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Ask the Expert: Why Sports and LD Can Lead to Excellence

The Landmark College associate professor discusses the potential benefits of athletics for students with learning differences.



It’s well-documented that students with learning differences (LD) and executive function disorder are just as smart as their peers, and can reach their potential with the right accommodations. However, a growing body of research shows not only that LD affects athletic performance, but that sports can help students manage their LD. In fact, a synergy of athletic and academic modifications can have an immense impact on a student’s success.

Extracurricular activities give students a chance to apply the learning strategies they’re developing to a setting outside the classroom. My own work as a faculty member at Landmark College and the experiences of my colleague John Wood, a resident dean who’s coached many athletes at Landmark, have shown this difference firsthand: The graduation rate of student-athletes is 62 percent higher than students who aren’t athletes. We stress the importance of extracurricular activities for several reasons:

  • Structure: Belonging to an athletic club or team provides students with a reliable schedule, and students must develop a routine in order to make time for school work and other priorities. It’s well-documented that free time is the bane of students with executive function disorder. Practice schedules leave students with less unstructured time on weeknights and weekends, providing form and routine to their days and weeks.
  • Goal clarity: Team and individual sports provide students with the chance to set, meet and modify goals. Not only does this teach goal setting, those goals can translate to the classroom, as well, since students have to maintain a certain GPA in order to play sports. The urgency of this benchmark is often more meaningful, and thus more motivating, for the student.
  • Exercise: At Landmark, we encourage exercise even for students who aren’t necessarily athletes due to its vast benefits. Neuropsychiatrist John Ratey frequently cites research that says 30 minutes of moderately rigorous physical activity can improve cognitive flexibility and executive functions. There is encouraging evidence, requiring further study, pointing to other types of physical activities that improve executive functions. Furthermore, exercise improves sleep quality and eating habits, both of which are correlated to heightened academic performance.

When parents, educators and coaches learn that a student struggles with executive functioning disorder, their first step is often to discourage extracurricular activities so the student can spend extra time focusing on schoolwork. Not only is this an inadvertent punishment for having an LD that’s gone misunderstood or undiagnosed, but it’s an opportunity lost to help that student’s academic performance through athletics. The perseverance and grit it takes to persist in school with an LD can often power the same kind of determination on the field—another point of synergistic interaction.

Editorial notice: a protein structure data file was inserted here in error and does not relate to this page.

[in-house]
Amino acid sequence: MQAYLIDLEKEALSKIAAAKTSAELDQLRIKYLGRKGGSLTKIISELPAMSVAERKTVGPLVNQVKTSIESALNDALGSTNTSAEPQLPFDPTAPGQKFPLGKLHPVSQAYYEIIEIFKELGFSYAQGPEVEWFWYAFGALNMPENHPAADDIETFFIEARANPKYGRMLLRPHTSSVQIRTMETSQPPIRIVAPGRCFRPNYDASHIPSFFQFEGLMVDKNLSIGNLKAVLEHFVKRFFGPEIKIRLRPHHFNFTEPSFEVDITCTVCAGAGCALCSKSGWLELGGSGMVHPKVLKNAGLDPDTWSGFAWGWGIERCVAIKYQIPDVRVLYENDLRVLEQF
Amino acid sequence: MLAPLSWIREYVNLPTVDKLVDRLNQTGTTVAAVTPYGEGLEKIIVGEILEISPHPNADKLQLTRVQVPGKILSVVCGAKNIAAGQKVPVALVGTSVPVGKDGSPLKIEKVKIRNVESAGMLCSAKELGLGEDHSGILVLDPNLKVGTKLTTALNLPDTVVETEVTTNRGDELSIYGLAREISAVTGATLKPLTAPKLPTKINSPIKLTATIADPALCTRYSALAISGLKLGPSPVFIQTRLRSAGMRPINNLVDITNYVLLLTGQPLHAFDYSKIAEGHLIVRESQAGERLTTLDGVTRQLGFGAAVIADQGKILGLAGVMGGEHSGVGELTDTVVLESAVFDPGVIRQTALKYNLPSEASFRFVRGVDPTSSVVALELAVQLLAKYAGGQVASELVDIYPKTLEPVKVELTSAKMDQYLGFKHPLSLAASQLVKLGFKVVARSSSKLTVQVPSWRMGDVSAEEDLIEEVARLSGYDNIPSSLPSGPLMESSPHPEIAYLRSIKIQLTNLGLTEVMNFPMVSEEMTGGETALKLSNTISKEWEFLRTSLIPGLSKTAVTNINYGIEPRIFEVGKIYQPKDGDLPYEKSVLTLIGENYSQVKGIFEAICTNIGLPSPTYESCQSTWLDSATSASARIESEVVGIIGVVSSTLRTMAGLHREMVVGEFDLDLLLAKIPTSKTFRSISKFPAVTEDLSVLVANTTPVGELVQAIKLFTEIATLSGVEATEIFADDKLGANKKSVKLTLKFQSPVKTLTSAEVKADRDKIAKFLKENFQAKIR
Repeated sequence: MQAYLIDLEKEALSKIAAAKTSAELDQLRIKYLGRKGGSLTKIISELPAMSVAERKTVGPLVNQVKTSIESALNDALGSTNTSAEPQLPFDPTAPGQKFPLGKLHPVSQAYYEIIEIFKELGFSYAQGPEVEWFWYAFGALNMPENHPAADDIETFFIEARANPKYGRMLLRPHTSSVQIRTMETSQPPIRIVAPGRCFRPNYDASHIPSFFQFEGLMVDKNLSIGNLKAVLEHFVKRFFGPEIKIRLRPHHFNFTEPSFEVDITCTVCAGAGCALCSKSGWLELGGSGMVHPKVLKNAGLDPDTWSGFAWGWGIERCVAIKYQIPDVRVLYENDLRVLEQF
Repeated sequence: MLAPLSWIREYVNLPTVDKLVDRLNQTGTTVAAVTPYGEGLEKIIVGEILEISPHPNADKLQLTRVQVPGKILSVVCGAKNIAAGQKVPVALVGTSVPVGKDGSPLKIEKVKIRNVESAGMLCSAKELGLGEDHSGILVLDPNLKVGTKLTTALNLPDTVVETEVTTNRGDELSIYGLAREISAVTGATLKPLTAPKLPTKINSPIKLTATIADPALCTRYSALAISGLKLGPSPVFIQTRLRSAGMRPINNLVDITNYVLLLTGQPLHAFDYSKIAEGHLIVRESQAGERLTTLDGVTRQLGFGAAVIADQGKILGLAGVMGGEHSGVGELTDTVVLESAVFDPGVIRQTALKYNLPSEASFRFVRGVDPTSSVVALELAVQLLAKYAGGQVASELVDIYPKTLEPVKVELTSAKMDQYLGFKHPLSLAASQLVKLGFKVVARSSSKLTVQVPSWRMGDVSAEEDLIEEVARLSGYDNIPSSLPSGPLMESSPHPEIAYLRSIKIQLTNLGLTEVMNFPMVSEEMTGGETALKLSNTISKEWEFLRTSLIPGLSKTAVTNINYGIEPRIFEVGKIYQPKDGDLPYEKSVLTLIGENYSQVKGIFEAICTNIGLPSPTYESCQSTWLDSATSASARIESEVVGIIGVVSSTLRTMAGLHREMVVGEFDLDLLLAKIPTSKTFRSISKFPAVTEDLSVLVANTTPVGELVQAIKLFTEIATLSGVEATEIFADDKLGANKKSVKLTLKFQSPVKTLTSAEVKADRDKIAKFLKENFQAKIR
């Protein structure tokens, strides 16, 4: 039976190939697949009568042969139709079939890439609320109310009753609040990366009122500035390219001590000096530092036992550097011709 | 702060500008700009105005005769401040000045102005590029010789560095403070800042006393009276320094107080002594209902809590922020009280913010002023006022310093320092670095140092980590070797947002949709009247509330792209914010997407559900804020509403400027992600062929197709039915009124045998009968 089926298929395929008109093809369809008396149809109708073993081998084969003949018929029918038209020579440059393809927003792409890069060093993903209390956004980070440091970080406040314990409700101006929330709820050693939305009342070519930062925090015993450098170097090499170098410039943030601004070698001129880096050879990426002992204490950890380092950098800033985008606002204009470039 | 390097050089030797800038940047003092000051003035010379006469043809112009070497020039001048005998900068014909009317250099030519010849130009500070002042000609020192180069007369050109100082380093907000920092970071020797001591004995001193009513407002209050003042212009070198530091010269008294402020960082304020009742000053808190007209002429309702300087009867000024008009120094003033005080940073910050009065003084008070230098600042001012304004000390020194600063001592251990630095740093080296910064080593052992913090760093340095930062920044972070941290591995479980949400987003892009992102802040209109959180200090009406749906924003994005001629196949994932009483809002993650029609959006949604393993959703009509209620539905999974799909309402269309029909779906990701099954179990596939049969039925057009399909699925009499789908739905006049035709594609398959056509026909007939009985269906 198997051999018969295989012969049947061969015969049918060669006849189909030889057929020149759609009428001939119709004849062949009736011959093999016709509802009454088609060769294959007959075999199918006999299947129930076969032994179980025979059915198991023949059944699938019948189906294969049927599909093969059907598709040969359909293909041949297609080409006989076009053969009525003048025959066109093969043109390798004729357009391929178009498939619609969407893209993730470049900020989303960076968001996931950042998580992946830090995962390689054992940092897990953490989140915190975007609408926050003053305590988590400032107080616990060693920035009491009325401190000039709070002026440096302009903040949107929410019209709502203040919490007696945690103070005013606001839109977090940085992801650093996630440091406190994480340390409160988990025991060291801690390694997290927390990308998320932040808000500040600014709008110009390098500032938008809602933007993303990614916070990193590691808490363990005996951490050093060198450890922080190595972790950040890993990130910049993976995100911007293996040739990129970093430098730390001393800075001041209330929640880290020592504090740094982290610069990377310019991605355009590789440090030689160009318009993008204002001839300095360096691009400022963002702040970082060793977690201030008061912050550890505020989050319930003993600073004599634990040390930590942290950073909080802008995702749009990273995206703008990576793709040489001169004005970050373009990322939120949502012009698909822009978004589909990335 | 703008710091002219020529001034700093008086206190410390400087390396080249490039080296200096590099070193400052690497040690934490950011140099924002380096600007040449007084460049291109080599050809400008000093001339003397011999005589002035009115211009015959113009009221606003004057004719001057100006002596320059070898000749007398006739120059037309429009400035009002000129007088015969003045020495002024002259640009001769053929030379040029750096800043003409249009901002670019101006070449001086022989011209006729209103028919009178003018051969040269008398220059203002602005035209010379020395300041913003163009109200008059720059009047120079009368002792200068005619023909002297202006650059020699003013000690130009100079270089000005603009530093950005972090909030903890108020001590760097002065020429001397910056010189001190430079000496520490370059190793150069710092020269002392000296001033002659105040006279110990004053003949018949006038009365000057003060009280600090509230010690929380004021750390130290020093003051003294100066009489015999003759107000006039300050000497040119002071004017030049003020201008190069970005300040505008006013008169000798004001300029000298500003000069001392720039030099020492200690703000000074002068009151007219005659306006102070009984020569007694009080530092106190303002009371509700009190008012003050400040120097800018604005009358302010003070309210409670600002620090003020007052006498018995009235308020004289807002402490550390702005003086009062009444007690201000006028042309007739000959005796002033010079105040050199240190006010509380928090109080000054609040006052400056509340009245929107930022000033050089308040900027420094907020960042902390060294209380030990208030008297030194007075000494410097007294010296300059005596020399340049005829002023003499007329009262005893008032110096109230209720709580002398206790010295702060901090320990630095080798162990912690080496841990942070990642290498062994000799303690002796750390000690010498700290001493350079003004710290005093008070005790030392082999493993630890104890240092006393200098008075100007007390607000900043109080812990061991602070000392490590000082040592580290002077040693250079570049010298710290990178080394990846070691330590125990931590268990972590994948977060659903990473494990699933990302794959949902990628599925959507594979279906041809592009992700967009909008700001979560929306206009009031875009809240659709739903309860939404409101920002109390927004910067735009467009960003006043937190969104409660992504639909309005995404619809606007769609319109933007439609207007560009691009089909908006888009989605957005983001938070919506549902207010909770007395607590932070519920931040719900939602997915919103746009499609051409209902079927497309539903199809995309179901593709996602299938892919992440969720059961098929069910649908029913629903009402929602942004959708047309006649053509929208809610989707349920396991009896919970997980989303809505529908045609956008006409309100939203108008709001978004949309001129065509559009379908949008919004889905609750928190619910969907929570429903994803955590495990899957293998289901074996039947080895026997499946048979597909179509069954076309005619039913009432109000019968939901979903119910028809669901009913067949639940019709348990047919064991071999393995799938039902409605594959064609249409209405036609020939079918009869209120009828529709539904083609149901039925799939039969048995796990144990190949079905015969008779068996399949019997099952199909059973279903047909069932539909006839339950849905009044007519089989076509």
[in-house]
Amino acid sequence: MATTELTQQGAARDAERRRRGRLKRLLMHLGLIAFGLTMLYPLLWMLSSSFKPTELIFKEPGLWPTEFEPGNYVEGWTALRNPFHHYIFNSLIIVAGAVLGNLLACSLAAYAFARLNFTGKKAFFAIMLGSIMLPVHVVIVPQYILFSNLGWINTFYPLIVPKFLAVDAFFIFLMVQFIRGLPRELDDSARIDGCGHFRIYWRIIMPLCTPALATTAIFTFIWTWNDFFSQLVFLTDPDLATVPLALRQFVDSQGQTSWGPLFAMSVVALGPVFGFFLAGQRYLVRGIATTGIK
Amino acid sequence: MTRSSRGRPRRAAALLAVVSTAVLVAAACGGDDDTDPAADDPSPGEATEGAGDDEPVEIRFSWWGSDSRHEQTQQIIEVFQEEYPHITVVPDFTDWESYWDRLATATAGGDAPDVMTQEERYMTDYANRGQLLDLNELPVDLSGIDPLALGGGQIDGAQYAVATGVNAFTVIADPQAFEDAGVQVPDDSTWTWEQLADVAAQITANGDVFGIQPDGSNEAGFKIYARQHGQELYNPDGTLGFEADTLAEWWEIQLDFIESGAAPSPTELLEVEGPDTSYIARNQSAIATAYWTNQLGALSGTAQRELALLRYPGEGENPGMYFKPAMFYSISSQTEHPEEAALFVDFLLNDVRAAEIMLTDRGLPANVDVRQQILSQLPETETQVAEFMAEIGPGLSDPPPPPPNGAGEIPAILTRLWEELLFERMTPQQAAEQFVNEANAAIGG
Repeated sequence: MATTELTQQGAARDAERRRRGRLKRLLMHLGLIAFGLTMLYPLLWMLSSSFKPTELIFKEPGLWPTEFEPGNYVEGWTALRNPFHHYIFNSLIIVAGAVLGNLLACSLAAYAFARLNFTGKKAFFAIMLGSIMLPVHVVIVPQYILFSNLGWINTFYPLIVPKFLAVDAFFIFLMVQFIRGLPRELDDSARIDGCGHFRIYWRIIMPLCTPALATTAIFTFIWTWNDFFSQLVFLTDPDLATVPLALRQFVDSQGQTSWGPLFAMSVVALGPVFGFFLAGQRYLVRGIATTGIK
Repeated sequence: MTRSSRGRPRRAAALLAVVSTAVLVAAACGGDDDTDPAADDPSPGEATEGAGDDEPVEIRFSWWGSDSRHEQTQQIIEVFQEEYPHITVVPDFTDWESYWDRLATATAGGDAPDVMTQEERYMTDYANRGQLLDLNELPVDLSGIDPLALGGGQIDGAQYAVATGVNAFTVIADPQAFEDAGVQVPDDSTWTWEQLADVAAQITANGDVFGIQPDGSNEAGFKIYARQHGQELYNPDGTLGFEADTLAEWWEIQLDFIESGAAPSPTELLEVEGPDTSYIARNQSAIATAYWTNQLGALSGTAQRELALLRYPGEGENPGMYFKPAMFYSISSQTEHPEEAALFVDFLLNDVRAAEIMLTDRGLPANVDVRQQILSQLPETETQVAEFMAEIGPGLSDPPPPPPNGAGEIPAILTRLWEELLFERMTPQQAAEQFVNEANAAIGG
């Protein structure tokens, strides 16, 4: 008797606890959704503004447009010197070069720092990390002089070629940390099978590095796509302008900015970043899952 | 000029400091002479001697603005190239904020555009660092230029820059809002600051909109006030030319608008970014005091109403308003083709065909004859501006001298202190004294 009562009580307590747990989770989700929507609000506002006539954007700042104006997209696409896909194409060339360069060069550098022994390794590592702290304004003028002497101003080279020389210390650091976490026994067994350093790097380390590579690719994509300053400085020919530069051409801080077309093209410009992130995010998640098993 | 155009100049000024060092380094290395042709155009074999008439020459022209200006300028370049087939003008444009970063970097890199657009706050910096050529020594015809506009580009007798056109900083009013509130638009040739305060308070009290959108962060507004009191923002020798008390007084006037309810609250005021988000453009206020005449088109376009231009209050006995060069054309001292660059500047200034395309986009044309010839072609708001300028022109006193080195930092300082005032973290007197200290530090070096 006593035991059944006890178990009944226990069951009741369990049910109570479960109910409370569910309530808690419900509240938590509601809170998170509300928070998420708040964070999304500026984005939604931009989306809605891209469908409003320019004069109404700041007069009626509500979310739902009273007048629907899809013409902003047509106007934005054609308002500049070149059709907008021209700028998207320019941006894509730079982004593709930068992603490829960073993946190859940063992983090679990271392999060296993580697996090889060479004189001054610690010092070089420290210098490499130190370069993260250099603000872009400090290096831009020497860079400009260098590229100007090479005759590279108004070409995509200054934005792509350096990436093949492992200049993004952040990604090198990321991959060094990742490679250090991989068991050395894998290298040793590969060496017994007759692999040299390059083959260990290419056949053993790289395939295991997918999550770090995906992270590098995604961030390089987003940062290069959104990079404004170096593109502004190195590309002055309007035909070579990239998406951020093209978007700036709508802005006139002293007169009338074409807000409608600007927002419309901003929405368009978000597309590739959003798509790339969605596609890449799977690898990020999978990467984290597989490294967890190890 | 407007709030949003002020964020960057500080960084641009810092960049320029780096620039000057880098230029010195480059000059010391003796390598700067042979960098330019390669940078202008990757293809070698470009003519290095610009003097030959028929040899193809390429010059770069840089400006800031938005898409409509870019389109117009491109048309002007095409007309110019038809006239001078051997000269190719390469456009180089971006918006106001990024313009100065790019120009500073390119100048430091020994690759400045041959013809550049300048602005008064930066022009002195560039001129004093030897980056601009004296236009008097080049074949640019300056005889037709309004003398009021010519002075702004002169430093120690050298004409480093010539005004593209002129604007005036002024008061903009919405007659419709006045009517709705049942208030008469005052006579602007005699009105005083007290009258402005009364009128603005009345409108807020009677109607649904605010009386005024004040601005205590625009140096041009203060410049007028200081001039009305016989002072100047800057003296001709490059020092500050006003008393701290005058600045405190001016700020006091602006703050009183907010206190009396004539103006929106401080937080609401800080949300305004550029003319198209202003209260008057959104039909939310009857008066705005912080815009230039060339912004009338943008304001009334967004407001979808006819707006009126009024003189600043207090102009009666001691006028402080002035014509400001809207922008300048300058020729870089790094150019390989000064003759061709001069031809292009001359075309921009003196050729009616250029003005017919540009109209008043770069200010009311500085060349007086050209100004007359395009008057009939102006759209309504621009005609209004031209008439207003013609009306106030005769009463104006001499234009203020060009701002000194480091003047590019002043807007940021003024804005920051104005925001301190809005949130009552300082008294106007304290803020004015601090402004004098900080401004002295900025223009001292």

High school and college coaches serve as role models and educators. They’re responsible for shaping the lives of students as they grow athletically, socially and academically; therefore, they should understand the basics of the learning process and work to be attuned to how players learn. This includes the ability to recognize the signs of LD and the need for accommodation. For instance, Coach Wood points out that at Landmark College, an athlete with attention or memory challenges may be called on to re-verbalize or repeat the steps of a particular drill or technique. This provides repetition for the team and ensures the student understands what’s being asked.

Many students excel in their sport when they’re younger because they’re just learning the individual skills of the sport: it’s pure play. The experience gets more challenging as they advance, and competition and rules become more intense and sophisticated. Here, they can run up against their LD—maybe there’s a difficulty remembering multiple plays or following a coach’s instructions yelled over a crowd. Some become discouraged and believe they can no longer be an athlete.

While there are many students out there that have given up, there’s a lot of hope. We see it all the time when someone rediscovers the athlete within themselves. It’s a defining moment in their growth as they find new tools to help them shape and manage their own life and learning. If we bring this knowledge to coaches, and provide them with a crash course in education, brain function and neurodiversity, they’ll be better prepared to help students achieve on the court and in the classroom, and consequently change the lives of thousands of students.

After all, there’s an athlete in everyone.

Rebecca Matte is an associate professor of core education at Landmark College, whose student population consists entirely of students with learning differences such as dyslexia, ADHD or autism. 

(Goudreau & Knight, 2018, pp. 379-380; Guare, Dawson, & Guare, 2013, p. 267)

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